Encouraging the Behavior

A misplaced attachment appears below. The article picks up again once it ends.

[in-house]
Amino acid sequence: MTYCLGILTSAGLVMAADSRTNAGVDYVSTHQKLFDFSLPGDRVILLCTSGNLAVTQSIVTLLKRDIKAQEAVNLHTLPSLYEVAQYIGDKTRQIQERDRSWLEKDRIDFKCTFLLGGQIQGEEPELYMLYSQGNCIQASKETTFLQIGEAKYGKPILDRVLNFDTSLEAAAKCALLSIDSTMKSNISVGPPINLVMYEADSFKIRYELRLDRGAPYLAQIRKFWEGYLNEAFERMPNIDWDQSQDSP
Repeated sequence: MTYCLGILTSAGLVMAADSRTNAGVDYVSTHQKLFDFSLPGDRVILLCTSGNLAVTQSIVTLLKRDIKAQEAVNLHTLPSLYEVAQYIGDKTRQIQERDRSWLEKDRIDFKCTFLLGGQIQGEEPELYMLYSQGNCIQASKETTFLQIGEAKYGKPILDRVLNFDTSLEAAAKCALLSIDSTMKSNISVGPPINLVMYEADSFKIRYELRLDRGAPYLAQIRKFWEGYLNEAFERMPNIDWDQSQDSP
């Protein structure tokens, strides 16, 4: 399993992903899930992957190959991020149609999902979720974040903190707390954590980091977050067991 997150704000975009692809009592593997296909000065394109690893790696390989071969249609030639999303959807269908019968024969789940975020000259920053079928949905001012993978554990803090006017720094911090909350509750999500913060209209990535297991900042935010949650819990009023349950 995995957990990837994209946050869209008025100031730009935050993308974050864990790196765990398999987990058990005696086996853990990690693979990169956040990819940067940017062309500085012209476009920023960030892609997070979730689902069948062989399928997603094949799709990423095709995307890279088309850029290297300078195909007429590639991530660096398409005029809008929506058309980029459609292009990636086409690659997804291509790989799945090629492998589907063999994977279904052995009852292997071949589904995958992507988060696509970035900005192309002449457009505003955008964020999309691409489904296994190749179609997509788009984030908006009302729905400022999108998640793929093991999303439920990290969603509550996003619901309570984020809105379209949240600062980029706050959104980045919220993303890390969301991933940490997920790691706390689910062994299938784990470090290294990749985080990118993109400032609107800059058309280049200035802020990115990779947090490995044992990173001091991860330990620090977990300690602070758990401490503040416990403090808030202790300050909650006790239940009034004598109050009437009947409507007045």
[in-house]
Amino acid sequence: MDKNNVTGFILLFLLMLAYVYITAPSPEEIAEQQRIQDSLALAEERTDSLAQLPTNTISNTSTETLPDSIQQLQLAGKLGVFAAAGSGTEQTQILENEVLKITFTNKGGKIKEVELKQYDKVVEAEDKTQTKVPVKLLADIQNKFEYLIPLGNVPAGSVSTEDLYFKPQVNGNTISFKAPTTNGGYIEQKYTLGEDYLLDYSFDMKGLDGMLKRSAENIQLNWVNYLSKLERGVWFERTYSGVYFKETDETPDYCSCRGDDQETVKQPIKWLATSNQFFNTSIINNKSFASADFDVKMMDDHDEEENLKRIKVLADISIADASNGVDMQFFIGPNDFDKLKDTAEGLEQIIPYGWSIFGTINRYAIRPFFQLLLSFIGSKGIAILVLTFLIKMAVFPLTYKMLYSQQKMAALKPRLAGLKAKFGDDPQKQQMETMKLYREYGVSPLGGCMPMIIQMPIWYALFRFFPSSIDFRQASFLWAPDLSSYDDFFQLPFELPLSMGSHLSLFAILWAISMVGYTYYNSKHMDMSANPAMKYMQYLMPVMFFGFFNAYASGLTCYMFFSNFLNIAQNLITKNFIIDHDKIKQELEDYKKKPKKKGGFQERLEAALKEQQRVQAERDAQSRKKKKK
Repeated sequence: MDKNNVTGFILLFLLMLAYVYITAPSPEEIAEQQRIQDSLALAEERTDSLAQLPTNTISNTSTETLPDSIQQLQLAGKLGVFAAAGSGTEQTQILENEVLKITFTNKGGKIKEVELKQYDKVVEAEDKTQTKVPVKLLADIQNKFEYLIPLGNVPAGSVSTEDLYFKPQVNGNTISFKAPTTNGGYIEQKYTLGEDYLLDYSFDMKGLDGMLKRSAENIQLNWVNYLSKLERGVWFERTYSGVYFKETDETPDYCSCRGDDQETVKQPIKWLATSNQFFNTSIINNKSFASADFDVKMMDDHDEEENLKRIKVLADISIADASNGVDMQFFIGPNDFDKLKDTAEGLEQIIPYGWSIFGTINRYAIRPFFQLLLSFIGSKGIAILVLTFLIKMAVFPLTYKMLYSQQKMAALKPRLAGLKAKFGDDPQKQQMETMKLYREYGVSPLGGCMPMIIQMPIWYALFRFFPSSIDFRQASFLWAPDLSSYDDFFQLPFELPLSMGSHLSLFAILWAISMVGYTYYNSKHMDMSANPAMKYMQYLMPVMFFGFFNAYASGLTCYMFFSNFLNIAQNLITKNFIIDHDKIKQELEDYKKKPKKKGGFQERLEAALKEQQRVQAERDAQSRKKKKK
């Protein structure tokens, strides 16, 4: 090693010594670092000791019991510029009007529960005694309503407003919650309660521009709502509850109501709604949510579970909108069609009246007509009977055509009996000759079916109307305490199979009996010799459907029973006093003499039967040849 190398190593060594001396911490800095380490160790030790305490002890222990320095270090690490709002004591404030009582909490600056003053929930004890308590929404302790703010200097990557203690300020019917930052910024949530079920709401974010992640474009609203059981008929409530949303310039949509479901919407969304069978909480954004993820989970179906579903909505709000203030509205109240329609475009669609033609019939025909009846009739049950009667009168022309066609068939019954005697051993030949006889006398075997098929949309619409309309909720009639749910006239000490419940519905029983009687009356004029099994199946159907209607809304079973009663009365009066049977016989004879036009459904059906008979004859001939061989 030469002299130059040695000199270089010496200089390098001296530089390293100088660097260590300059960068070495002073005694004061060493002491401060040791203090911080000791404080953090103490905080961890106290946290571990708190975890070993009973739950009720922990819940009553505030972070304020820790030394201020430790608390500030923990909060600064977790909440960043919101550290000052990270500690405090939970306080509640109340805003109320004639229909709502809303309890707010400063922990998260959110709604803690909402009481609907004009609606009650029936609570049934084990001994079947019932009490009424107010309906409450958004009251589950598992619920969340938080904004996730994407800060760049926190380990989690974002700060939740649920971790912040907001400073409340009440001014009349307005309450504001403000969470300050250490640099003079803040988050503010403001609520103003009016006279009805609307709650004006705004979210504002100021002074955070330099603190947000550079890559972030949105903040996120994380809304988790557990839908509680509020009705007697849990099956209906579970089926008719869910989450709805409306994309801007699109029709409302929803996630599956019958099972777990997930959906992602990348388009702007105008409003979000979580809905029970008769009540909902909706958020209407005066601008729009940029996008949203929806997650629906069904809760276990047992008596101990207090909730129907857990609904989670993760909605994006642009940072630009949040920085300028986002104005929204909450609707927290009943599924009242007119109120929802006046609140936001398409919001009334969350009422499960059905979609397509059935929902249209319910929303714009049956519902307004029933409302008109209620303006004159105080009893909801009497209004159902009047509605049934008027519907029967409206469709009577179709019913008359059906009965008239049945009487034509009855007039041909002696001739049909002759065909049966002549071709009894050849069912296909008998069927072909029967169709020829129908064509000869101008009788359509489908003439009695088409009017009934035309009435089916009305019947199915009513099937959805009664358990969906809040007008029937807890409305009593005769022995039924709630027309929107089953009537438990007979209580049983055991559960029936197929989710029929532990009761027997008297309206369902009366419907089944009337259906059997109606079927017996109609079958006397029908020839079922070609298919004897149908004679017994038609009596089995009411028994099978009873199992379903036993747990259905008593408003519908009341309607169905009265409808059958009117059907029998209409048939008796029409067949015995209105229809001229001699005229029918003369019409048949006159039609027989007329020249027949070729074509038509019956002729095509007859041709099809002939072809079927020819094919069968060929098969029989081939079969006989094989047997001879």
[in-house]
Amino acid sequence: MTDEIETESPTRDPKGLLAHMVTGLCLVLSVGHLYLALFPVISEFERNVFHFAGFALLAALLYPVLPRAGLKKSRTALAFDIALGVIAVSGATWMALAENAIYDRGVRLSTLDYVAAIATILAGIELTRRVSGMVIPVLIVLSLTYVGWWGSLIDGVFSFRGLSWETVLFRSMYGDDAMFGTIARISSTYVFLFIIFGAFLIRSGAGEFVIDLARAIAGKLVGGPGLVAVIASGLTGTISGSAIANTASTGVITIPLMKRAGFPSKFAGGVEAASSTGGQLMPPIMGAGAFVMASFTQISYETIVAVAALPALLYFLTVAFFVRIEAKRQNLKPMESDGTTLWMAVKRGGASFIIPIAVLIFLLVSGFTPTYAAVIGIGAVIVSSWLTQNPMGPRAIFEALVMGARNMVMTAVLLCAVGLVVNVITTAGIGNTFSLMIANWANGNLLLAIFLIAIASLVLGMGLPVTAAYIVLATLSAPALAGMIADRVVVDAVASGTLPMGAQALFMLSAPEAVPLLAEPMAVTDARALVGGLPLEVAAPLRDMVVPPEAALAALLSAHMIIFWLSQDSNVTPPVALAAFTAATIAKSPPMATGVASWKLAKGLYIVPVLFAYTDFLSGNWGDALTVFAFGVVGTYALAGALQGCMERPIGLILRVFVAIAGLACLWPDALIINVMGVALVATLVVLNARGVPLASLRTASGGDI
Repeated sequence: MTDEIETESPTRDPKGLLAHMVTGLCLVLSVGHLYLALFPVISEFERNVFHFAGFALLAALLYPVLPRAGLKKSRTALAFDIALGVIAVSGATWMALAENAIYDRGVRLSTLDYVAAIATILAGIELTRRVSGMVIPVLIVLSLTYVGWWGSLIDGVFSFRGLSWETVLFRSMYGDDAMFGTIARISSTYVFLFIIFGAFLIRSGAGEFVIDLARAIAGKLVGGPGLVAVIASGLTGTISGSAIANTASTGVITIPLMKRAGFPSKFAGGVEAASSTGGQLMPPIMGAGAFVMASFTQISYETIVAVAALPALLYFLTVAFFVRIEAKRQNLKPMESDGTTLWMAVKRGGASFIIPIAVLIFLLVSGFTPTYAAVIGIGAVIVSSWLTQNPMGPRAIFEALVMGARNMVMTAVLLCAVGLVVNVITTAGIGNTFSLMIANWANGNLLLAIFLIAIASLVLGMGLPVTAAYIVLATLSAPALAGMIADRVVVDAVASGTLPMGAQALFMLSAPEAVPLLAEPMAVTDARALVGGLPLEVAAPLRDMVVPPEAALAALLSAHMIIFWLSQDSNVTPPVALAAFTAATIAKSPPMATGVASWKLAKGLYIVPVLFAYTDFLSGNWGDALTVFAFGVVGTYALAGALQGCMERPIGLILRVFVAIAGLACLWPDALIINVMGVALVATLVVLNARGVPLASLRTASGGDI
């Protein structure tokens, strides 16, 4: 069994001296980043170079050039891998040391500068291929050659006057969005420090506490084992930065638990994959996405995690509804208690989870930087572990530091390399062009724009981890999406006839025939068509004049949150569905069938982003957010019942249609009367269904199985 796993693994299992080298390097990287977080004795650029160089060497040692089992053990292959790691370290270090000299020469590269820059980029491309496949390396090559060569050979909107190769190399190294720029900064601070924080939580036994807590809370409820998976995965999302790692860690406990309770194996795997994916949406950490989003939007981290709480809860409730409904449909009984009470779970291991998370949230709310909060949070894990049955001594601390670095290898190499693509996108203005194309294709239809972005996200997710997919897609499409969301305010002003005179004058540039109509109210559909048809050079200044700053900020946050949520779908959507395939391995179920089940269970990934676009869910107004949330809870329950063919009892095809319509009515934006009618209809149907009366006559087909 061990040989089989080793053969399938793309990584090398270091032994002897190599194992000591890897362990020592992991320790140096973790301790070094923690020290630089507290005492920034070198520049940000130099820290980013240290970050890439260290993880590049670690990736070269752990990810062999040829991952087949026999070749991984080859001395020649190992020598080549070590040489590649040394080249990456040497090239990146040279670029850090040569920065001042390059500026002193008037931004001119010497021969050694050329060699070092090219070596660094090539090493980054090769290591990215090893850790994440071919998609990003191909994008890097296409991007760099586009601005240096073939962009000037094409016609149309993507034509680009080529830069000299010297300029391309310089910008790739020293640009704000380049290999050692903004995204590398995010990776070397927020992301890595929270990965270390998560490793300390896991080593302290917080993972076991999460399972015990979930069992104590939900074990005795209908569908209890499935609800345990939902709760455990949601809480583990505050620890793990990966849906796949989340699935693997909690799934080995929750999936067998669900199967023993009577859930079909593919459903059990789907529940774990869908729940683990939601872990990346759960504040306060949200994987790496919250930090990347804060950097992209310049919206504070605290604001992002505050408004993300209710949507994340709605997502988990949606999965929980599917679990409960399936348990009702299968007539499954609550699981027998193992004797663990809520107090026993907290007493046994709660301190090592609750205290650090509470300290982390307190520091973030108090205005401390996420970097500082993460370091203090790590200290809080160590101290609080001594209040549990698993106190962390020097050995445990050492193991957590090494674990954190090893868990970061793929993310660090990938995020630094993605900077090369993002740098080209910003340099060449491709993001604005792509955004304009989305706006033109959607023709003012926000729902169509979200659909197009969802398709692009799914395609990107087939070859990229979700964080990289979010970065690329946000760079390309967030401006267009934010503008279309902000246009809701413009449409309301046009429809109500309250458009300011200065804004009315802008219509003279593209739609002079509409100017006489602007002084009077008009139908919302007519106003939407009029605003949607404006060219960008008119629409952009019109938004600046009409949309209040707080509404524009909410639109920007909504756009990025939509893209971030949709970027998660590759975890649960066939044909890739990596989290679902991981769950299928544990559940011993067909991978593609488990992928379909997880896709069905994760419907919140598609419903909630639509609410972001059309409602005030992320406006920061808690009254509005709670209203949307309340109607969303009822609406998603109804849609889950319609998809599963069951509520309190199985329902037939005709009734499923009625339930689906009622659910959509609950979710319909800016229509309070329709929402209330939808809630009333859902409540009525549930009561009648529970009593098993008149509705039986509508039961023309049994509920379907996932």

There is no solid research to support why your dog selects one part of your body as his favored resting place over another. However, there are several logical conclusions we can draw with regard to this. Since most heat is released from the head, it is possible that your dog might select an area of your body that is cold as the place for him to rest his head on. Why? Dogs take their role as your companion and protector very seriously. It is possible that your dog is simply trying to conserve heat and transfer some of his to you to warm you up. The instinct to survive is well-preserved in our modern canines. It may be that your dog is simply fulfilling an instinct to protect his pack leader. Keeping warm would play a vital role in this strategy. Extremities such as human feet and hands (paws in the canine) that succumb to cold or frostbite could lead to grave illness and even the death of the pack leader. This would put the entire pack at risk, and no dog wants to have that happen. Equally plausible is the opposite theory. Dogs are essentially furry little opportunists. They may select the area of your body that is giving off the most heat in order to keep themselves comfortable and warm. This again could be traced back to the instinct to survive.